There are many different startup costs that are typically needed to launch a franchise, including real estate expenses, supplies and equipment, and working capital. In some cases, you may also have to pay royalty fees, which are legally binding payments that third parties pay to a product or patent’s owner to use said items or copyrighted works.
One of the most important startup expenses you should make, nevertheless, is business insurance. However, you should always know exactly what this type of policy covers and what it doesn’t. Here is a close look at franchise insurance including the franchise insurance cost.
What Does Franchise Insurance Cover?
The exact coverages of franchise insurance typically vary depending on the insurer and your business’s specific needs, although many policies include:
- General liability coverage (including property damage)
- Equipment breakdown coverage: to cover any type of machinery or built-in appliances such as refrigerators.
- Business interruption insurance: to cover you against losses in the event of an unexpected event, such as a natural disaster.
- Commercial auto liability coverage
- Workers compensation: to protect your workers if they become sick or injured on the job.
- Excess liability coverage
There are also coverages like cyber liability insurance that you can add to your franchise insurance policy with an endorsement. This coverage was introduced much more recently than the previously mentioned ones due to the recent exponential increase in data breaches, malware attacks, and other similar cyberattacks. If your franchise has a board of executives, it may also be a good idea to acquire directors’ and officers’ (D&O) insurance. Be sure to speak to your insurance agent to learn more about what coverages you can add to your policy.
How Much Does Franchise Insurance Cost?
The cost of franchise insurance generally depends on several factors, including:
- The number of employees your business has
- Your business’s revenue
- The industry your business is in (restaurant, hospitality, entertainment, etc.)
- Your past claims history
- Your business’s location (state or county, crime levels in area, etc.)
- Your business’s classification (corporation, sole proprietorship, etc.)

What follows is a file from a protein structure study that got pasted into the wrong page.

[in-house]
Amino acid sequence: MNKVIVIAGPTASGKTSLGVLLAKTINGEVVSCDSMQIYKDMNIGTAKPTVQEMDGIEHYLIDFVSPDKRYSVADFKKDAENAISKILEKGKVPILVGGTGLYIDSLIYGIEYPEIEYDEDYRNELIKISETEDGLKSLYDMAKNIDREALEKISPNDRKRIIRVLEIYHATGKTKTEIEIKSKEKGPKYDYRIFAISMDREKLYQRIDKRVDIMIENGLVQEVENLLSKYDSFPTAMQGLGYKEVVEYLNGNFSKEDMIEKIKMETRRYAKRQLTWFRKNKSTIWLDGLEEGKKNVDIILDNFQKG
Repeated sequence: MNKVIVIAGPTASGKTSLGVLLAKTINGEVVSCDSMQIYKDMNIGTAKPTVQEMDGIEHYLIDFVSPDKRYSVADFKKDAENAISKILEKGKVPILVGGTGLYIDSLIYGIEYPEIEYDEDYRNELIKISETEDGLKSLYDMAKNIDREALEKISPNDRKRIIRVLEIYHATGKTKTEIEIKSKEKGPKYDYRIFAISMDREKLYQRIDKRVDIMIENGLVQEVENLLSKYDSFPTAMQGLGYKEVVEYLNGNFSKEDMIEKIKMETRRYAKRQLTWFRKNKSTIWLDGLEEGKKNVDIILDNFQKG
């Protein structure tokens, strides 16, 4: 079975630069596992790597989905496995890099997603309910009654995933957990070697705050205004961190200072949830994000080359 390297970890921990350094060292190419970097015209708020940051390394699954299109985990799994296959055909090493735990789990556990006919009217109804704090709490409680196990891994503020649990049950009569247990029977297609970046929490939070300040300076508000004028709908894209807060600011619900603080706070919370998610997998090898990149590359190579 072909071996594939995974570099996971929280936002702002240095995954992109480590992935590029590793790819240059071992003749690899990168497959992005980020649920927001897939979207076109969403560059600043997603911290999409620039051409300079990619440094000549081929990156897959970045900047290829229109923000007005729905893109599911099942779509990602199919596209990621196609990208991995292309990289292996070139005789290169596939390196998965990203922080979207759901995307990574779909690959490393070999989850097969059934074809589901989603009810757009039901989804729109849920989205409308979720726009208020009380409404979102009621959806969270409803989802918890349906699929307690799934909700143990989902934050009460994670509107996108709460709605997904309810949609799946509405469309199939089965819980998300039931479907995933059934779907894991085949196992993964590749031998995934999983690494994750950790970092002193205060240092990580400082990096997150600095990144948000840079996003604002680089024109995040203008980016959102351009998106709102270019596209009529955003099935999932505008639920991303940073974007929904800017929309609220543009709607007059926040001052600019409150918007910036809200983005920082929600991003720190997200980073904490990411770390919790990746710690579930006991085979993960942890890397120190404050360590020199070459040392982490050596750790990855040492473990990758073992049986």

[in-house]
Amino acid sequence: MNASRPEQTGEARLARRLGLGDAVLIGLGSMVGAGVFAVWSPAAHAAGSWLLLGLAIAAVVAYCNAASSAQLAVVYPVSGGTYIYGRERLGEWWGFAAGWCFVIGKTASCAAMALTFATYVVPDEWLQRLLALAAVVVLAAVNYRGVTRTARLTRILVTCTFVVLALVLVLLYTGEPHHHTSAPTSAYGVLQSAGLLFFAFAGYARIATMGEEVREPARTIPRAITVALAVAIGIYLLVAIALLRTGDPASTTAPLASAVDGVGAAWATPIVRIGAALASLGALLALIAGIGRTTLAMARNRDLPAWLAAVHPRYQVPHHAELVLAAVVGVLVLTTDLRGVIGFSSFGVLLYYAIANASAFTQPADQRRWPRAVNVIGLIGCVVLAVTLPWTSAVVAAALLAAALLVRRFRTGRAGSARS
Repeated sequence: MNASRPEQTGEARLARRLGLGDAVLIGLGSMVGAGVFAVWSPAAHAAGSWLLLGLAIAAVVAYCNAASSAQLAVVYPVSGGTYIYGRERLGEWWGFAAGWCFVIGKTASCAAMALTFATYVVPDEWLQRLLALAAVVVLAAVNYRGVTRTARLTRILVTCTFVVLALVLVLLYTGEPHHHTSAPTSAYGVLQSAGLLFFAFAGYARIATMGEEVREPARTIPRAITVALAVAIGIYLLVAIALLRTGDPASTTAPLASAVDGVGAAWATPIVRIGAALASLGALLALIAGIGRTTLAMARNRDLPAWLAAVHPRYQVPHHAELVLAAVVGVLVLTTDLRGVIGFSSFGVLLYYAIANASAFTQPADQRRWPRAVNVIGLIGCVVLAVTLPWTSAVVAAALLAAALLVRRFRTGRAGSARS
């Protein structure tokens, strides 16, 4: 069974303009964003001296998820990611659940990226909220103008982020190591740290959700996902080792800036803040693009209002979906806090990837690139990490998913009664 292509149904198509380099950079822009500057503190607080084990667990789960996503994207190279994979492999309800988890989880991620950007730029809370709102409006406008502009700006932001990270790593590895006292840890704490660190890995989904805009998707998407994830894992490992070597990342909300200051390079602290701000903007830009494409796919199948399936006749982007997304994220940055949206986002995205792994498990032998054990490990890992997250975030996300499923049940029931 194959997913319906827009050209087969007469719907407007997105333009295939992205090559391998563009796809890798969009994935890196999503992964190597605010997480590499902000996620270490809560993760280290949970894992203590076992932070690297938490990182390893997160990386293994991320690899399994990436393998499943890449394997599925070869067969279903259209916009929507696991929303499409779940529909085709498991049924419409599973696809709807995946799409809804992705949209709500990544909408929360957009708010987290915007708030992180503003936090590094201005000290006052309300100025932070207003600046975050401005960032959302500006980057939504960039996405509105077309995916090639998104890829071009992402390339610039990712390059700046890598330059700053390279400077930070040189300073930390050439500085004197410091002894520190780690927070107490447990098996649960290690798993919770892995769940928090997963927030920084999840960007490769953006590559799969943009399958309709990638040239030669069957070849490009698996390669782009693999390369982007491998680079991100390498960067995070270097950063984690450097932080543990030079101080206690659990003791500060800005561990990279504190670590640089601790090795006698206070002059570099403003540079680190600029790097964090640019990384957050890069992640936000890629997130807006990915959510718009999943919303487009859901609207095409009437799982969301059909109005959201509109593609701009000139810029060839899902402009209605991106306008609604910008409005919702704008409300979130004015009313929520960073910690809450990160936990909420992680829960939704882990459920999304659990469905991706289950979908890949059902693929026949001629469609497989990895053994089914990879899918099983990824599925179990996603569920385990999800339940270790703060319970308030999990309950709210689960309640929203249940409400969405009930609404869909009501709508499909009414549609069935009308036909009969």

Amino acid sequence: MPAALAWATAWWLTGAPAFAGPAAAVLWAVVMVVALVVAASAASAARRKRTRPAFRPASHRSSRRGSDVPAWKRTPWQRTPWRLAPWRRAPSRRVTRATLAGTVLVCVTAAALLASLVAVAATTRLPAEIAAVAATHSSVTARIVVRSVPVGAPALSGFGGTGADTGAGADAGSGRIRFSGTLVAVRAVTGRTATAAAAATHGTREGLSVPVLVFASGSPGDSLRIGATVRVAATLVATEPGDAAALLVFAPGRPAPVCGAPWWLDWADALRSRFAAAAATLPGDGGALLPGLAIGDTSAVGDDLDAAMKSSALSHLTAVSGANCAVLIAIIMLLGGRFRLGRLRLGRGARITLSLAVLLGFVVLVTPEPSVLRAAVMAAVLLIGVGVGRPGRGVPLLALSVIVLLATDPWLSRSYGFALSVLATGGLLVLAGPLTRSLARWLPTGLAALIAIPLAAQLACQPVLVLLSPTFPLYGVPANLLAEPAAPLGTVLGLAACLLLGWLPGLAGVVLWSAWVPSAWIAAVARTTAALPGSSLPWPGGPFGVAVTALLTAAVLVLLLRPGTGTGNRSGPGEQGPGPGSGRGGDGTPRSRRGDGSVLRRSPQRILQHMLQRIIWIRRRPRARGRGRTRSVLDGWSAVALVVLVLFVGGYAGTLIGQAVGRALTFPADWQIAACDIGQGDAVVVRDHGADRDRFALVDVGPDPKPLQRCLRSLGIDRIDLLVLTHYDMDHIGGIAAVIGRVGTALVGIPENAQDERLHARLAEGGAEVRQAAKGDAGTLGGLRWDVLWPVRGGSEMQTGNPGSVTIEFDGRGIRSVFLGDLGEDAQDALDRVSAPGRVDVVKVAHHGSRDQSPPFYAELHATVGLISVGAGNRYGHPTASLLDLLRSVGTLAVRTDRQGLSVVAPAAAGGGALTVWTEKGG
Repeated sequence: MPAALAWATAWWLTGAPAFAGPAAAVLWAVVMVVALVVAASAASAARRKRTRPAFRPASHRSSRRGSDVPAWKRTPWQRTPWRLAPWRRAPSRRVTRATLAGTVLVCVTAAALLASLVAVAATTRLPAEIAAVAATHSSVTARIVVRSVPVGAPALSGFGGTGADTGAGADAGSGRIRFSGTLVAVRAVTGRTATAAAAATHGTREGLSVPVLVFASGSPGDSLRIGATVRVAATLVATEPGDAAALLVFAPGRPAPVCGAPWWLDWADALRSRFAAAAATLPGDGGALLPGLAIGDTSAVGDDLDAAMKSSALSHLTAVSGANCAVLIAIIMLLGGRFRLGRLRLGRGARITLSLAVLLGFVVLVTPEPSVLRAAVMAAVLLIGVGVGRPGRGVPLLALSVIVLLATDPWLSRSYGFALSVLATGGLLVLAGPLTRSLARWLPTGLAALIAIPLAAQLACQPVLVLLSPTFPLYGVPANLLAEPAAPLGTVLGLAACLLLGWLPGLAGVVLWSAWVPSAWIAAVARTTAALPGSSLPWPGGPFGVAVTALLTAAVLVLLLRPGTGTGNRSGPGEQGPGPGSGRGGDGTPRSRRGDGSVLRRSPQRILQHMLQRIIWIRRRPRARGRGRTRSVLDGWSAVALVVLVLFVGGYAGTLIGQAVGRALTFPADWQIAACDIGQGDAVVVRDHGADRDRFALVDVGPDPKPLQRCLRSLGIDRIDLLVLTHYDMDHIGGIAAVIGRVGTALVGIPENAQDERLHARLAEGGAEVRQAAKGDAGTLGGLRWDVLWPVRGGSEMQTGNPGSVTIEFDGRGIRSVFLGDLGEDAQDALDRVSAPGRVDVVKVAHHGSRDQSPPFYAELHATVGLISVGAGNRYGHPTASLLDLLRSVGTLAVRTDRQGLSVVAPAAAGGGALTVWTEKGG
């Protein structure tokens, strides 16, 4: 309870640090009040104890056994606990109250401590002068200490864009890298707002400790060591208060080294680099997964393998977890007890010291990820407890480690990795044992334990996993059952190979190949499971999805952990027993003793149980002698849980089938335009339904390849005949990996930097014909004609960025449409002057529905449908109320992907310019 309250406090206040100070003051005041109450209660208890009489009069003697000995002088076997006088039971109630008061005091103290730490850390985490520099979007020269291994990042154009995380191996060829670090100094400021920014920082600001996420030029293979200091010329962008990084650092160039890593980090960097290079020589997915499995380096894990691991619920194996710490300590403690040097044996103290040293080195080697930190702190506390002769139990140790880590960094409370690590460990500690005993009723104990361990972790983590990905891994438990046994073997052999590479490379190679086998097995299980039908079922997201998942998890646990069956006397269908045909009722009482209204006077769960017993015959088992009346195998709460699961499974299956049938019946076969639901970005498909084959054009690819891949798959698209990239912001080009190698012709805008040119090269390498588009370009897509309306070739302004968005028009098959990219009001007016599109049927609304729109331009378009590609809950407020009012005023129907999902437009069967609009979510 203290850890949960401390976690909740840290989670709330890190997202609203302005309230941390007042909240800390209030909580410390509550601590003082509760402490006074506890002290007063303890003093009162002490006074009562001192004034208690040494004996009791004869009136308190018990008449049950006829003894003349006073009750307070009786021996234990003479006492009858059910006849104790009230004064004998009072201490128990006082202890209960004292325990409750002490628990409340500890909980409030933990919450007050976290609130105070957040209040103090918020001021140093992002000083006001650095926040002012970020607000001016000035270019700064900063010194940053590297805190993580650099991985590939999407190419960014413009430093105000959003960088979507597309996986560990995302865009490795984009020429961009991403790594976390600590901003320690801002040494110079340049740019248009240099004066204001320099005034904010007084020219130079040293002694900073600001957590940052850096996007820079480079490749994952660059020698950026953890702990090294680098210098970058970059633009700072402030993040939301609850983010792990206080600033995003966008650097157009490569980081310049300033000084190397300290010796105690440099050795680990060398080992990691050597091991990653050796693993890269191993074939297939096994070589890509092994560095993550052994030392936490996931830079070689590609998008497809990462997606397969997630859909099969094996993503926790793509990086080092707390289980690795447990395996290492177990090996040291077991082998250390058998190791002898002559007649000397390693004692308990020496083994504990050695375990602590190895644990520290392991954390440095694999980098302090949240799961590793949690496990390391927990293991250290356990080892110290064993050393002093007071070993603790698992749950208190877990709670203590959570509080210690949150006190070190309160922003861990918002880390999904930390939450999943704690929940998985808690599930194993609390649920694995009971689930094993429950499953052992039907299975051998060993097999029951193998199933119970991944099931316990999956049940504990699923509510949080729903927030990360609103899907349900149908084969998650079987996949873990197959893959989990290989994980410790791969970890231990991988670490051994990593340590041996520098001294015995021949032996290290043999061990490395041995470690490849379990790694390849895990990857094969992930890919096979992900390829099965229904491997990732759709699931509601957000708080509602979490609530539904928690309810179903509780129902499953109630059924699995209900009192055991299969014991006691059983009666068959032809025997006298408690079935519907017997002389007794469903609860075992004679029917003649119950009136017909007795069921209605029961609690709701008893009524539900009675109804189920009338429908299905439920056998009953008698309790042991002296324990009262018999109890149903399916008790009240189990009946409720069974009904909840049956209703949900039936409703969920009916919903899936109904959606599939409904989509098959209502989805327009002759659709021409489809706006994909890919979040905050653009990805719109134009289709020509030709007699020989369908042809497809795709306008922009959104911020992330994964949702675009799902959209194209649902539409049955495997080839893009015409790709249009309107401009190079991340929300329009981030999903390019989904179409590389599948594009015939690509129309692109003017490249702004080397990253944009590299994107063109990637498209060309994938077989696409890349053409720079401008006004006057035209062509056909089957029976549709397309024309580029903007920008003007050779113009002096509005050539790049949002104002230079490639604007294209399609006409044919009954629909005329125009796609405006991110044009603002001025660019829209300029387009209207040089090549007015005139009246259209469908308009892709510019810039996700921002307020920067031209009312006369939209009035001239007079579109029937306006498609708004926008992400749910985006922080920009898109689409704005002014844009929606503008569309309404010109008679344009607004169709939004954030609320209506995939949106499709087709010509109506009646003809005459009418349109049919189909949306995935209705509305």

- The number of vehicles your business owns or borrows for routine operations (vans, trucks, cars, etc.)
One survey conducted by the Franchise Business Review revealed that franchise owners earn an average annual income of approximately $80,000. However, this figure varies depending on factors such as traffic and area demographics.
Franchise Insurance vs. Franchise Cover
If you own a franchise, you may have heard the term “franchise cover,” although it’s important to understand the difference between this and a business insurance policy. A franchise cover is a reinsurance plan that is formed by claims from multiple policies. This plan becomes triggered once a loss benchmark surpasses a limit established in accordance with the market.
Many first-time franchisees often struggle to meet all insurance compliance requirements. Your policy will normally be evaluated and audited by a professional who has a deep understanding of insurance. Your franchise agreement must clearly state, however, that you as a franchisee will continuously verify that you are meeting all insurance compliance requirements.
Lastly, as with any other business venture, it’s also important to study your industry before making any major decisions. Collect as much information as you can about your competitors (current and potential) to learn about how they secure funding, their advertising strategies, their partnerships, and more.
Additionally, if a “franchise consultant” approaches you, proceed with caution. These individuals often want you to become a franchisee immediately because they receive a substantial cut (up to $10,000 to $15,000) just for securing this deal. Therefore, be sure to ask the right questions before agreeing to such a deal.
Speak To The Insurance Pros
Reach out to the professionals at JMG Insurance Corp to learn more about franchise insurance and its benefits. Since 1916, we’ve been dedicated to providing high-quality insurance solutions to clients in Connecticut, New Jersey, New York, Hawaii, and Massachusetts. As an independent agency, we work closely with many reliable insurance carriers.
No matter what type of franchise you decide to launch, it’s imperative to carry business insurance to protect yourself from a variety of risks and liabilities. Our policies include coverages such as general liability, business interruption, equipment breakdown, commercial auto liability, excess liability, property, and workers’ compensation. Whether you’re the owner of a restaurant chain, hotel business, or a several bowling alleys, these coverages will help you be better prepared to face claims and lawsuits.